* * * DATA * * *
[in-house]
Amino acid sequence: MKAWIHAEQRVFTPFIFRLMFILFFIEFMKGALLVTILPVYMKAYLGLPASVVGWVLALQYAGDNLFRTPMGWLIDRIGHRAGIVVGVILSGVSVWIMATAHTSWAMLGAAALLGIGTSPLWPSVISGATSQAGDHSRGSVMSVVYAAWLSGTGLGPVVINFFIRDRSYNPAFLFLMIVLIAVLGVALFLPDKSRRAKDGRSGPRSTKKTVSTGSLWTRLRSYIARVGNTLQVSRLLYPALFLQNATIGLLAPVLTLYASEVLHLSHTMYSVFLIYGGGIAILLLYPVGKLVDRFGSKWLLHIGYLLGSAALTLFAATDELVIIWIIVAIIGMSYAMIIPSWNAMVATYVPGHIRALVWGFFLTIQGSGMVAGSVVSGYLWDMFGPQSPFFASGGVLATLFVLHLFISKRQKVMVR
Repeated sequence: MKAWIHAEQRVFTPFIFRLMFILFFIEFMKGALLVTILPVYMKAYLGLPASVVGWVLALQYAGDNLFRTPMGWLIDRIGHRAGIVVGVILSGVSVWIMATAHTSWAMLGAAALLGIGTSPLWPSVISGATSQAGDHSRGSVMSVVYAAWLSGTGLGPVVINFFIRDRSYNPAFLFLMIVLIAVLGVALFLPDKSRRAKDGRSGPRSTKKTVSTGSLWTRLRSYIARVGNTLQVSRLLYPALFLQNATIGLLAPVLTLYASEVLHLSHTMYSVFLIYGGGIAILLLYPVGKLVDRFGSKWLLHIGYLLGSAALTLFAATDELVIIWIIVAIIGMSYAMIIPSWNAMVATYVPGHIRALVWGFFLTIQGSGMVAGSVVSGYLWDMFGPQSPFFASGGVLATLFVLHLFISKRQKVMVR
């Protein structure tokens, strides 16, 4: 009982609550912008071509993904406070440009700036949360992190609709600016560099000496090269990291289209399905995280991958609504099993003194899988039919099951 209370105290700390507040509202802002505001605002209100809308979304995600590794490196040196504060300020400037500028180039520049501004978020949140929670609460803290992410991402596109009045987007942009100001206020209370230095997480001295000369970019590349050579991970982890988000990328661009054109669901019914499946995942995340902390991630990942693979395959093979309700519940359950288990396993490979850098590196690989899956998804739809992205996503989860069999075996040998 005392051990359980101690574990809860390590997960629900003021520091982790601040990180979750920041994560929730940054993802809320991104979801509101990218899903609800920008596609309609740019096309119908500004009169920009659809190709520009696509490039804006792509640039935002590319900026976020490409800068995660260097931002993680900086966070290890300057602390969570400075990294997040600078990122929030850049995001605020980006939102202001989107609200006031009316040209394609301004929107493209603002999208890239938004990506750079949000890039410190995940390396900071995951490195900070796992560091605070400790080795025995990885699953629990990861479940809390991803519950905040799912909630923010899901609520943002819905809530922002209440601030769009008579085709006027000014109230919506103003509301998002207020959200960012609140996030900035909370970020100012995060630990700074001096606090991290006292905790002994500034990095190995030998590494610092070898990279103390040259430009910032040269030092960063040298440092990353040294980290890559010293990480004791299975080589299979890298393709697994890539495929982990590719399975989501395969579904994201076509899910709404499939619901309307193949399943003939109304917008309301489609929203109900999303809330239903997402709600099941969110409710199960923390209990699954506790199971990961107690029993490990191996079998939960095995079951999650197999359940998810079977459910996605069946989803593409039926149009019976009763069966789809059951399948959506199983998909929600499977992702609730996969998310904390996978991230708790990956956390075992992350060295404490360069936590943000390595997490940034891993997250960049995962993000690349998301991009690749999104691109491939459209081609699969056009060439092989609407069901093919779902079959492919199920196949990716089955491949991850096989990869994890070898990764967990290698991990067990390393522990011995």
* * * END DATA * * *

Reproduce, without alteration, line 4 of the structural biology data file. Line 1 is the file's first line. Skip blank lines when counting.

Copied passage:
């Protein structure tokens, strides 16, 4: 009982609550912008071509993904406070440009700036949360992190609709600016560099000496090269990291289209399905995280991958609504099993003194899988039919099951 209370105290700390507040509202802002505001605002209100809308979304995600590794490196040196504060300020400037500028180039520049501004978020949140929670609460803290992410991402596109009045987007942009100001206020209370230095997480001295000369970019590349050579991970982890988000990328661009054109669901019914499946995942995340902390991630990942693979395959093979309700519940359950288990396993490979850098590196690989899956998804739809992205996503989860069999075996040998 005392051990359980101690574990809860390590997960629900003021520091982790601040990180979750920041994560929730940054993802809320991104979801509101990218899903609800920008596609309609740019096309119908500004009169920009659809190709520009696509490039804006792509640039935002590319900026976020490409800068995660260097931002993680900086966070290890300057602390969570400075990294997040600078990122929030850049995001605020980006939102202001989107609200006031009316040209394609301004929107493209603002999208890239938004990506750079949000890039410190995940390396900071995951490195900070796992560091605070400790080795025995990885699953629990990861479940809390991803519950905040799912909630923010899901609520943002819905809530922002209440601030769009008579085709006027000014109230919506103003509301998002207020959200960012609140996030900035909370970020100012995060630990700074001096606090991290006292905790002994500034990095190995030998590494610092070898990279103390040259430009910032040269030092960063040298440092990353040294980290890559010293990480004791299975080589299979890298393709697994890539495929982990590719399975989501395969579904994201076509899910709404499939619901309307193949399943003939109304917008309301489609929203109900999303809330239903997402709600099941969110409710199960923390209990699954506790199971990961107690029993490990191996079998939960095995079951999650197999359940998810079977459910996605069946989803593409039926149009019976009763069966789809059951399948959506199983998909929600499977992702609730996969998310904390996978991230708790990956956390075992992350060295404490360069936590943000390595997490940034891993997250960049995962993000690349998301991009690749999104691109491939459209081609699969056009060439092989609407069901093919779902079959492919199920196949990716089955491949991850096989990869994890070898990764967990290698991990067990390393522990011995």